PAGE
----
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Book Review, Vol. 31 No. 2

Unfinished Business: Michael Jackson, Detroit, & the Figural Economy of American Deindustrialization

Unfinished Business: Michael Jackson, Detroit, & the Figural Economy of American Deindustrialization. Judith Hamera. New York: Oxford University Press, 2017; Pp. 286 + xvii.

Scholarship on the subject of performance labor has proliferated with renewed intensity over the past decade. This development is, in part, a response to the way that scholars across the humanities and social sciences have diagnosed transformations in the organization and practice of work in the past half century as a problem of “performance.” With Unfinished Business: Michael Jackson, Detroit, & the Figural Economy of American Deindustrialization, Judith Hamera offers a contribution to these conversations that is both methodologically innovative and politically ferocious. Hamera argues that a performance studies analysis can register, recognize, and reimagine the racialized structures of feeling that attend deindustrialization in the U.S. She does so by attending to the overabundant and hypervisible representations of two deindustrial icons: Michael Jackson and Detroit.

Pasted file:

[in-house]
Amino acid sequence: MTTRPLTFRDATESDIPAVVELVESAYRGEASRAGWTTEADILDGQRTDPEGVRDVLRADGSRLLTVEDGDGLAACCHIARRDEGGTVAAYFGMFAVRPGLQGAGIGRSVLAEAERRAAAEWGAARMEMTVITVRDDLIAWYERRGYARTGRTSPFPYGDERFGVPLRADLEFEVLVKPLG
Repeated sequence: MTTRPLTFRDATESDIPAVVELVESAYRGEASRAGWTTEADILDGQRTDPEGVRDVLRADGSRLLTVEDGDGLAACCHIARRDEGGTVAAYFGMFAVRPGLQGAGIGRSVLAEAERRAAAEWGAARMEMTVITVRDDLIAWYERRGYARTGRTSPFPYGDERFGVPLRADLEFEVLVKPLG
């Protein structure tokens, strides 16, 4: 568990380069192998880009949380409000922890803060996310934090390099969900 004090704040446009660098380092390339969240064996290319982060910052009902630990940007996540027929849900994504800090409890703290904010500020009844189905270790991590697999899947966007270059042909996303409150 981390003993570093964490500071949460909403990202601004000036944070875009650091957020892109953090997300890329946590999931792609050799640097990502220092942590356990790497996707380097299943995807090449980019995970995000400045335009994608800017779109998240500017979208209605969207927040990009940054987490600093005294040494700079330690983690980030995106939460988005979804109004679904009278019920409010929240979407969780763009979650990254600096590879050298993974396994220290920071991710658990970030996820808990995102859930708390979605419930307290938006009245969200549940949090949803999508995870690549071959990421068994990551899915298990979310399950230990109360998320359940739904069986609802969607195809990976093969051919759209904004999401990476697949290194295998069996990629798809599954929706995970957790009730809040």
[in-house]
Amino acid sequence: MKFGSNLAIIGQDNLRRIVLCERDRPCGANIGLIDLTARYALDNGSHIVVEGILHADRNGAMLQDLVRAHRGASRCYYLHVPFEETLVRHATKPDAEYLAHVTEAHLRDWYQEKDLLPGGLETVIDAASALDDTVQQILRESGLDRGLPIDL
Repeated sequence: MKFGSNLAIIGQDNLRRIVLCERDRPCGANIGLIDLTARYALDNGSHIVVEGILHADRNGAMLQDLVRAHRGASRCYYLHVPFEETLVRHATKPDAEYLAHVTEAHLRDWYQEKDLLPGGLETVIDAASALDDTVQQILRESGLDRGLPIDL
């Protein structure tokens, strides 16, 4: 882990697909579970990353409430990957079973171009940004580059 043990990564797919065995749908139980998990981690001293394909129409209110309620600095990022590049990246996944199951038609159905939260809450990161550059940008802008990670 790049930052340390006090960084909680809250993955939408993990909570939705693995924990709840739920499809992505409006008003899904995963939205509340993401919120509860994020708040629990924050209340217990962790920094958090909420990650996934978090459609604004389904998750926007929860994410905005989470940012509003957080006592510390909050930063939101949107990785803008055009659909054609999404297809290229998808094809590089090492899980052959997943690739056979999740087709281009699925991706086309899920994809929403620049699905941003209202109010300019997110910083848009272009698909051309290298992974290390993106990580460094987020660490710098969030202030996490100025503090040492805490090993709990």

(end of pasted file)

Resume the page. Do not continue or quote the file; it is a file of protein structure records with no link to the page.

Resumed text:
Three interrelated questions drive Hamera’s inquiry: 1) How does structural economic change feel? 2) What is the role of performance in these transformations? 3) And how have racist hierarchies shaped the performances, including the “promises and perils,” of deindustrial life (xiv)? She pursues these questions through both archival and ethnographic methods, engaging a sprawling performance archive that includes music videos, plays, documentary films, and art installations. Hamera wrests authority from economists as the experts best equipped to explain such structural transformations, modeling a performance theorization of political economy through the analysis of what she calls “figural economies.” Figural economies concern “material and historical entities” as well as the formal, representational, affective, and rhetorical currents through which those entities circulate (13). Performance theorists working across a broad range of contexts will find this notion of “figural economies” useful, even as I suspect most will be hard pressed to mine the “rhetorical, exemplary, and metaphorical potential” of “representations with uncanny persistence” that matches that of Jackson and Detroit (xii, 3).

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